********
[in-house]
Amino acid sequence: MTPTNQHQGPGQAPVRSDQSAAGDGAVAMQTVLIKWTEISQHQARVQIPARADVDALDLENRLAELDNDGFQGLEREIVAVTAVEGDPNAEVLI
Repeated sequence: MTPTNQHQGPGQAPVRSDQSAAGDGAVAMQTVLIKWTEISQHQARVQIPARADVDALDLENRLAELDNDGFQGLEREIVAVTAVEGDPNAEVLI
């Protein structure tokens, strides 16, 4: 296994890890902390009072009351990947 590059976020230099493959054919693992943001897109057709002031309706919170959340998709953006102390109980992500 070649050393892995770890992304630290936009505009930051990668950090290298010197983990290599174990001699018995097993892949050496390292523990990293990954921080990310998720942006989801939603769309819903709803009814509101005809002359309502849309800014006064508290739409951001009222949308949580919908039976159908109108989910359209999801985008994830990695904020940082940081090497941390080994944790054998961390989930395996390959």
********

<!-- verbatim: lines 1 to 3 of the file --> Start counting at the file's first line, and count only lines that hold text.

[in-house]
Amino acid sequence: MTPTNQHQGPGQAPVRSDQSAAGDGAVAMQTVLIKWTEISQHQARVQIPARADVDALDLENRLAELDNDGFQGLEREIVAVTAVEGDPNAEVLI
Repeated sequence: MTPTNQHQGPGQAPVRSDQSAAGDGAVAMQTVLIKWTEISQHQARVQIPARADVDALDLENRLAELDNDGFQGLEREIVAVTAVEGDPNAEVLI